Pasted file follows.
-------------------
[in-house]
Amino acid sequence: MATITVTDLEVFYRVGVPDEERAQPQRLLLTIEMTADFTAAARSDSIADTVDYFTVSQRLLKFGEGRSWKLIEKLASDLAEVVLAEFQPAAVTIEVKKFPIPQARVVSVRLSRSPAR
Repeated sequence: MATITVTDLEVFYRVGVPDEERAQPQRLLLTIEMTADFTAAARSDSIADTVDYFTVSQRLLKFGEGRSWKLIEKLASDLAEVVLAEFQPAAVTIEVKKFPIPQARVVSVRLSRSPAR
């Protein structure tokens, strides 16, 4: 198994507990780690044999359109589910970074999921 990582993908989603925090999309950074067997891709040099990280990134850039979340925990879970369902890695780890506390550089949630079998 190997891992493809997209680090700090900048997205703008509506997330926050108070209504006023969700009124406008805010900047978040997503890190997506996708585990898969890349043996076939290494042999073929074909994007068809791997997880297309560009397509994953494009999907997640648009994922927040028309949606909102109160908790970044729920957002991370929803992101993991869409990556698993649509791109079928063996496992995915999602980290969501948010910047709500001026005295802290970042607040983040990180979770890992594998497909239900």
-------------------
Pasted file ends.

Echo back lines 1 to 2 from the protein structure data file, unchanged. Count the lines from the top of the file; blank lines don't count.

[in-house]
Amino acid sequence: MATITVTDLEVFYRVGVPDEERAQPQRLLLTIEMTADFTAAARSDSIADTVDYFTVSQRLLKFGEGRSWKLIEKLASDLAEVVLAEFQPAAVTIEVKKFPIPQARVVSVRLSRSPAR